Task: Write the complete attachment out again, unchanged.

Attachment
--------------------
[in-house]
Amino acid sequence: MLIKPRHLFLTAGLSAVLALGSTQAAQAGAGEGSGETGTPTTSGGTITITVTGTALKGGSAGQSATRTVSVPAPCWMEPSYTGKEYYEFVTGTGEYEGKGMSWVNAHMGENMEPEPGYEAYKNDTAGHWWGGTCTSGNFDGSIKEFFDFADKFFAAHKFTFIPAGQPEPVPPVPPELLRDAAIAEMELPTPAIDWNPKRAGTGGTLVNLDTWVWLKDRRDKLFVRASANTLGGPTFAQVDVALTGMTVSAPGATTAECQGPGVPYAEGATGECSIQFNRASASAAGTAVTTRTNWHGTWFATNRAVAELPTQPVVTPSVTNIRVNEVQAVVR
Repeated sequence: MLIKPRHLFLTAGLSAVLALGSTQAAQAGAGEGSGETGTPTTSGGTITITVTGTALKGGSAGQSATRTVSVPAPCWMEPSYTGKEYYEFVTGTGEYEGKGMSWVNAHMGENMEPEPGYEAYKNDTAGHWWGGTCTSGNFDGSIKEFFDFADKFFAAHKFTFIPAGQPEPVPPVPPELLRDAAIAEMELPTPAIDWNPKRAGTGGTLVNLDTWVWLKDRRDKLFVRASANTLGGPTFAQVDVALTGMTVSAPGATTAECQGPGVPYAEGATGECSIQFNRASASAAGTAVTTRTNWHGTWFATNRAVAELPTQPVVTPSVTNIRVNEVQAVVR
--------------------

[in-house]
Amino acid sequence: MLIKPRHLFLTAGLSAVLALGSTQAAQAGAGEGSGETGTPTTSGGTITITVTGTALKGGSAGQSATRTVSVPAPCWMEPSYTGKEYYEFVTGTGEYEGKGMSWVNAHMGENMEPEPGYEAYKNDTAGHWWGGTCTSGNFDGSIKEFFDFADKFFAAHKFTFIPAGQPEPVPPVPPELLRDAAIAEMELPTPAIDWNPKRAGTGGTLVNLDTWVWLKDRRDKLFVRASANTLGGPTFAQVDVALTGMTVSAPGATTAECQGPGVPYAEGATGECSIQFNRASASAAGTAVTTRTNWHGTWFATNRAVAELPTQPVVTPSVTNIRVNEVQAVVR
Repeated sequence: MLIKPRHLFLTAGLSAVLALGSTQAAQAGAGEGSGETGTPTTSGGTITITVTGTALKGGSAGQSATRTVSVPAPCWMEPSYTGKEYYEFVTGTGEYEGKGMSWVNAHMGENMEPEPGYEAYKNDTAGHWWGGTCTSGNFDGSIKEFFDFADKFFAAHKFTFIPAGQPEPVPPVPPELLRDAAIAEMELPTPAIDWNPKRAGTGGTLVNLDTWVWLKDRRDKLFVRASANTLGGPTFAQVDVALTGMTVSAPGATTAECQGPGVPYAEGATGECSIQFNRASASAAGTAVTTRTNWHGTWFATNRAVAELPTQPVVTPSVTNIRVNEVQAVVR